I notice on P.ie and all over the media people use the term "statistical dead heat".

So if a poll has a margin of error of say +/- 4% and Candidate A has 45% and Candidate B has 48% the commentators say the race is a "statistical dead heat" ... what on earth do they mean ? That race is not a dead heat:

International Statistical Institute, 53rd Session 2001: Douglas Lonnstrom

With the worldwide proliferation of political polling, especially in the United States, the mass

media has coined the term ‘statistical dead heat’. The intended meaning is to call the race a tie if the

two candidates have percentages that fall within the sampling error. For example, if we have a sample

size of 600 the sampling error is +/- 4 percentage points. Therefore, if candidate A has 45% of the vote

and candidate B has 41%, the media is calling it even. I say this is not so. In fact, it is my contention

the media makes four errors when they use the term ‘statistical dead heat’. There certainly can be a tie

if each candidate has the same percentage, i.e. 45% to 45%. In any other case the candidate with the

higher vote is more likely to be ahead, even if the difference is only one percentage point.

ERROR 1 – Let’s start with the extreme case: A has 45% and B 41%, this is within the sampling

error margin for a sample of 600. Using the recognized statistical calculation called ‘power of the test’

(Berenson, 1996), the probability that B is tied with or ahead of A is 2%. Hence, there is a 98%

probability A is in the lead. Now, test the least extreme situation. Even though A is ahead 45% to 41%

assume the tie occurs at 43%. The ‘power of the test’ still shows A is the likely winner, although the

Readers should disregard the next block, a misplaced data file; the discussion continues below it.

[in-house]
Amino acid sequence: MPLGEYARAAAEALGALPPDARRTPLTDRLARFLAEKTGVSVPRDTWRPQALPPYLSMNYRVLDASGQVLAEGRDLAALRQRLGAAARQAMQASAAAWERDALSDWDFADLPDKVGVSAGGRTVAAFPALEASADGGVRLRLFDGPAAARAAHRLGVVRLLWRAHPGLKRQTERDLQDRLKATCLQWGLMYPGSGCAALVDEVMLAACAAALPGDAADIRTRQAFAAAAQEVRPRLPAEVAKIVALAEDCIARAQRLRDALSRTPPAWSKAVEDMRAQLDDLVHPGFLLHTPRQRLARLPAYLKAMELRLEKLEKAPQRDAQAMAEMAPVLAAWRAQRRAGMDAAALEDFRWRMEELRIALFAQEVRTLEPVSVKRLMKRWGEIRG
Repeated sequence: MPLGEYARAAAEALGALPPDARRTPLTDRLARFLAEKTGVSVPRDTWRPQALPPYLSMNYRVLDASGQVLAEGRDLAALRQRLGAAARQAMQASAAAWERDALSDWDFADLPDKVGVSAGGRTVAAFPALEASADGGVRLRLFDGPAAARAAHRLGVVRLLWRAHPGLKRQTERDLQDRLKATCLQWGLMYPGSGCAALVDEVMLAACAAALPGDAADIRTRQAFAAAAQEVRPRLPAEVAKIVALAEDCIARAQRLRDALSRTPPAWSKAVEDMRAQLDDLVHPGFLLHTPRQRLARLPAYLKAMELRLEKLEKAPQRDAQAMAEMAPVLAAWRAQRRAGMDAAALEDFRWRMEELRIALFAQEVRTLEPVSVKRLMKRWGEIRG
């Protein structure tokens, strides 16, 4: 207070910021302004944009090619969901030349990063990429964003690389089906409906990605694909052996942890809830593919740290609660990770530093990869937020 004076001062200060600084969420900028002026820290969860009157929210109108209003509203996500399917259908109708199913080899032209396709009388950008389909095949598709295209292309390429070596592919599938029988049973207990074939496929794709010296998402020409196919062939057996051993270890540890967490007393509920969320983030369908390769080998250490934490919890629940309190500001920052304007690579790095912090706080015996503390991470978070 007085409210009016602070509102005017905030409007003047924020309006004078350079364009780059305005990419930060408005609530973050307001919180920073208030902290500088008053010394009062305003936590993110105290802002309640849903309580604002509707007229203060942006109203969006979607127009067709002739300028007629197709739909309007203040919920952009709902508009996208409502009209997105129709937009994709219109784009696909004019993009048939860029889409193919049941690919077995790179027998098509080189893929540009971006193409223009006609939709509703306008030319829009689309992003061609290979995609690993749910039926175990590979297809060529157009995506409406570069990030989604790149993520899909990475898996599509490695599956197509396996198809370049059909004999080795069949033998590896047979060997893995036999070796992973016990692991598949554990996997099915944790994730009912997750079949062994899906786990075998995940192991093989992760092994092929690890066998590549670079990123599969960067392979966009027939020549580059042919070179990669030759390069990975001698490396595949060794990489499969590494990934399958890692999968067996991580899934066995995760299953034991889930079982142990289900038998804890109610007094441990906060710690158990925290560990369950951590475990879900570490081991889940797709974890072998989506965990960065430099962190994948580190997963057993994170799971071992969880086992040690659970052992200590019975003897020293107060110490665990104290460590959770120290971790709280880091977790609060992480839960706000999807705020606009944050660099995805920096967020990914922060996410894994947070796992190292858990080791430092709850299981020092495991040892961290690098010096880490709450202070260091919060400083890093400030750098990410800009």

probability drops to 84%. A third scenario would be to have the poll show only a one point spread,

45% to 44%. Even then the ‘power of the test’ produces a probability of 69% that A is the leader. In

short, you would rather be ahead in the poll, no matter the margin, then behind.

ERROR 2 –...I think that this is a stunning indictment of the chattering classes: why are they using terms that make no sense ?Blog

And just in case Salon isn't convincing for you, here's the National Council on Public Polls.

Certainly, if the gap between the two candidates is less than the sampling error margin, you should not say that one candidate is ahead of the other. You can say the race is "close," the race is "roughly even," or there is "little difference between the candidates." But it should not be called a "dead heat" unless the candidates are tied with the same percentages. And it certainly is not a “statistical tie” unless both candidates have the same exact percentages.

Also see Illustrative table

It appears to show a fundamental misunderstanding of probability ... why do we even bother with opinion polls ?

cYp